In 1994, Ray Rawson began using vertical tillage to repair the soil on a farm he purchased that for years had been abused by conventional tillage practices. By 1995 (shown here), he was getting yields of as much as 70 bushels of soybeans per acre.

Understanding Vertical Tillage

The yield-robbing effects of soil compaction continue to be a major challenge for growers, but proponents of deep-tilling say they have an answer for returning compacted soils to fertile, highly productive acres.

Vertical tillage is described as a system of soil management that promotes root development. It’s also sometimes called “subsoiling” or zone tillage because it’s used to fracture the entire soil profile from the bottom up using specially designed vertical tillage tools. According to the Precision Planting Co., each tillage pass is designed to increase the vertical flow of nutrients, water and developing roots. Tillage points of the tools work to “heave” the entire section of earth from just below the line that separates topsoil from subsoil.

Dick Wolkowski, a soil scientist at the Univ. of Wisconsin, defines vertical tillage as “deep tillage designed to create vertical zones by cutting a slot, shattering and lifting the soil. The system results in minimal soil inversion while preparing the seedbed.” More often than not, he says, it is usually used in response to poor soil conditions often caused by compaction.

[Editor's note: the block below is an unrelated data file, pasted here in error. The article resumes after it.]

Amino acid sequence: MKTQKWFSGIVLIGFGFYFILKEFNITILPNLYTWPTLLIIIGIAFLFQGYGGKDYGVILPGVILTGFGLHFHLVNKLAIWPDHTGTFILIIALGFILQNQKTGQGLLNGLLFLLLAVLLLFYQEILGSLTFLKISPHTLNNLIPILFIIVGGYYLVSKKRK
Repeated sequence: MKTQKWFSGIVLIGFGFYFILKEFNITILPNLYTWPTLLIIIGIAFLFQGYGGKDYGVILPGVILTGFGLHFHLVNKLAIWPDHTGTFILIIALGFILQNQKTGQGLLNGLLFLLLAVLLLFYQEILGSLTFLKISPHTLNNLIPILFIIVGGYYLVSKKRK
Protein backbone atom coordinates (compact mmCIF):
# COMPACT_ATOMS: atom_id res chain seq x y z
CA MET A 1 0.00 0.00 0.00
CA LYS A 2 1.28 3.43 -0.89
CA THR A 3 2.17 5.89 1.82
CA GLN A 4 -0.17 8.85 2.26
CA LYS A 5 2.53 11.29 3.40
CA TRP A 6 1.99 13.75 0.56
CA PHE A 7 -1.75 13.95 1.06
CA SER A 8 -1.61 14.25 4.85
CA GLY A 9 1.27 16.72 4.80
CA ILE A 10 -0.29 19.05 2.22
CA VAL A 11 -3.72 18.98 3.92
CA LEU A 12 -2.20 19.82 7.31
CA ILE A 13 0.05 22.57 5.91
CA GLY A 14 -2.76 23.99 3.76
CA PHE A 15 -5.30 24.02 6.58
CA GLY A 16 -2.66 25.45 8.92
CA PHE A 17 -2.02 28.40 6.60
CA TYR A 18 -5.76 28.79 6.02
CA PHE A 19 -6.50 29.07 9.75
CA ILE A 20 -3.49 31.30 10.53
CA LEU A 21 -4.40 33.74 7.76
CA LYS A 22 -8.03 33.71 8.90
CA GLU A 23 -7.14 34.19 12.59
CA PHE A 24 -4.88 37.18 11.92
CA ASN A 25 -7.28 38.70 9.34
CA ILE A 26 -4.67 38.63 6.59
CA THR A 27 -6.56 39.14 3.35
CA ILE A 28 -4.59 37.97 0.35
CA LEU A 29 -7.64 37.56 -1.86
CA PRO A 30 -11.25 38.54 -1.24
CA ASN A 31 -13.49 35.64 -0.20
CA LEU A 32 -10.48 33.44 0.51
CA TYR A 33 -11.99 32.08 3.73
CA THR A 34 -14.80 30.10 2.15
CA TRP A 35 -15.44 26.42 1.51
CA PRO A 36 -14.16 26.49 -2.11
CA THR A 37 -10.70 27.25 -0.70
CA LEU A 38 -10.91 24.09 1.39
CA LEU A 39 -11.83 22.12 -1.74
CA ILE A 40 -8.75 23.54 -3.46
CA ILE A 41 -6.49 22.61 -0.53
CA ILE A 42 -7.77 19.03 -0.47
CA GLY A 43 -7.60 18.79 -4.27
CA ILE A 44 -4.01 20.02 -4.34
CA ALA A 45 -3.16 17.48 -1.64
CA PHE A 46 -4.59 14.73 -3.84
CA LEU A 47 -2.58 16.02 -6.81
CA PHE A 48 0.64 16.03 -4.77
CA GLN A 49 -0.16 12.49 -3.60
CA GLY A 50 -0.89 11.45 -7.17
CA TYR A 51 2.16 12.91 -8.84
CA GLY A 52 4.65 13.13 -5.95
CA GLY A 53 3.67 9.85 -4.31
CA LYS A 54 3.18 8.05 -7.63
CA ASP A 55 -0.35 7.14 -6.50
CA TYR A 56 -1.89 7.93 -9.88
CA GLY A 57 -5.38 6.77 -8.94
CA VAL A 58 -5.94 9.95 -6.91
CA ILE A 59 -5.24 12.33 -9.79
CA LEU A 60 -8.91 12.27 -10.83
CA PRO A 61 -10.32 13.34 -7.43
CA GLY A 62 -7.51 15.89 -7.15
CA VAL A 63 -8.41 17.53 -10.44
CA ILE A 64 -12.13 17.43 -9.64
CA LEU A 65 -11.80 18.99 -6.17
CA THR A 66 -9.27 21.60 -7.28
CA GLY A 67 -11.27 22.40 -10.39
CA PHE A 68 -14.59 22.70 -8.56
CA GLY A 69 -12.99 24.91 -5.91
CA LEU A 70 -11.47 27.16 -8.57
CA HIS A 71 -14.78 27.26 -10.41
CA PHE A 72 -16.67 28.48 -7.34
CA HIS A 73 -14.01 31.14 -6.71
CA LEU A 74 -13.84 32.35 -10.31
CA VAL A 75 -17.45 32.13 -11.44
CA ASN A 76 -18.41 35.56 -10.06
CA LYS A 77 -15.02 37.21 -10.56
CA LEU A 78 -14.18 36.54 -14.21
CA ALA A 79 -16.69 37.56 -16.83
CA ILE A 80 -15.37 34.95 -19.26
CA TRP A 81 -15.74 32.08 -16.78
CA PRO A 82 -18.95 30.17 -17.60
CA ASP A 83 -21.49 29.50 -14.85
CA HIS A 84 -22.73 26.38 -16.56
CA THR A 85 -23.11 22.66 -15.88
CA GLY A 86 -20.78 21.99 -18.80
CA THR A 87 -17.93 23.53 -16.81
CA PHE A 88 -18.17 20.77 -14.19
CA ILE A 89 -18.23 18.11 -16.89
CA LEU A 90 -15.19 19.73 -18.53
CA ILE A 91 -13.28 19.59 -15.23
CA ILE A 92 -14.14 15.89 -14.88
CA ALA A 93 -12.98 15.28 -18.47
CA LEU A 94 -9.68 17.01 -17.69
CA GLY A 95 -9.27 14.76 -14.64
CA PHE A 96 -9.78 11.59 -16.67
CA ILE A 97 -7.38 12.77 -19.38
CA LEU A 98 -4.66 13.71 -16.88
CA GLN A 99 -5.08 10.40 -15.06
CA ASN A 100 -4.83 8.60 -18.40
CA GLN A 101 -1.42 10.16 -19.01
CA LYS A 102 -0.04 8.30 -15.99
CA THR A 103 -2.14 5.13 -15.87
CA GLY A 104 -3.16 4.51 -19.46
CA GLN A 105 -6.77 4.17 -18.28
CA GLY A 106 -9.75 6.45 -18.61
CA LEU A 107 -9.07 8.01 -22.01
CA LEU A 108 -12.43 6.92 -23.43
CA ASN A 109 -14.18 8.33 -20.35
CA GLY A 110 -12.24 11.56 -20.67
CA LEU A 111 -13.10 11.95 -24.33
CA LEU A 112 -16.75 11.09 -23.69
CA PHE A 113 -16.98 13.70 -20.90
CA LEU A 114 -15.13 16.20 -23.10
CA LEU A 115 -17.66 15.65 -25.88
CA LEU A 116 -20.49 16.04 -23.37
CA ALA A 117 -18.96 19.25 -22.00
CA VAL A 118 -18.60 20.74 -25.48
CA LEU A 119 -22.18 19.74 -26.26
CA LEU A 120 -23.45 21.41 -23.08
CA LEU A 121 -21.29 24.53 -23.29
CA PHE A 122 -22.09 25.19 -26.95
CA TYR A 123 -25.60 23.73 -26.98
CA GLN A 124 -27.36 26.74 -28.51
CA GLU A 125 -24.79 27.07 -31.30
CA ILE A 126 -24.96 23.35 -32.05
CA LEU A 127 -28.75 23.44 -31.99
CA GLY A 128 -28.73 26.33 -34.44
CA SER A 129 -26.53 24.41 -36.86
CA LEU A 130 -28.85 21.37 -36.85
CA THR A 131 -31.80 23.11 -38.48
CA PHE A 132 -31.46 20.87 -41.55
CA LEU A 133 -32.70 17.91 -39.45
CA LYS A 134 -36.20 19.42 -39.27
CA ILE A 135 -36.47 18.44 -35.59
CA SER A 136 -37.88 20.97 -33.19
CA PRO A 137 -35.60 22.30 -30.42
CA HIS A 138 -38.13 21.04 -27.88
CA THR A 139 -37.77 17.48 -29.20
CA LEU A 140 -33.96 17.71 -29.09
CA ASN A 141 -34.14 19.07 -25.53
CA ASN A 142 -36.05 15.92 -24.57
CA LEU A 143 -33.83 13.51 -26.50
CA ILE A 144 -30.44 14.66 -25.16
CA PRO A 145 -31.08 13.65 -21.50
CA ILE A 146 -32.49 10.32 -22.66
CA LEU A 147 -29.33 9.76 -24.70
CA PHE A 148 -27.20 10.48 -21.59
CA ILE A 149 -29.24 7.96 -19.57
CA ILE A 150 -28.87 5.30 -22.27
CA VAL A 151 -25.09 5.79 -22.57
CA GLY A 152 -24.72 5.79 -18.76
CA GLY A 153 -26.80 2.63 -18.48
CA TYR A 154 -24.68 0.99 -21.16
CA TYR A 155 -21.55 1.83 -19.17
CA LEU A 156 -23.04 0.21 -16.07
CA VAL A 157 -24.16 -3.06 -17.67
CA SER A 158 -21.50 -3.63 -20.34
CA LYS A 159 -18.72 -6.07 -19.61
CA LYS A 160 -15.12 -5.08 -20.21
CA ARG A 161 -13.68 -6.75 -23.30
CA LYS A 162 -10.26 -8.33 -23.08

A variety of vertical-till implements and attachments have been developed by equipment manufacturers to attack the problem of subsoil compaction and to prepare the soil profile to enhance crop yields. Many of these are shown throughout this article.

To get a better handle on the “whats,” “whys” and “hows” of vertical tillage, we called on Ray Rawson, a grower and a long-time practitioner of zone-tillage, strip-till and no-till in central Michigan for his perspective on the practice. In addition to working his corn, bean and wheat farm in Farwell, Mich., Rawson also works with Brillion Farm Equipment in developing and promoting vertical tillage.

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Dave Kanicki

Dave Kanicki is the former Editor/Publisher (retired in 2020) Editor & Publisher of Ag Equipment Intelligence (AEI) and its related research, reports and broadcast channels. He joined Lessiter Publications in 2005 after decades of experience as an Editor & Publisher of metals manufacturing titles. His Farm Equipment and AEI work has been nationally recognized by both trade business and business press associations. He is a graduate of Central Michigan University.

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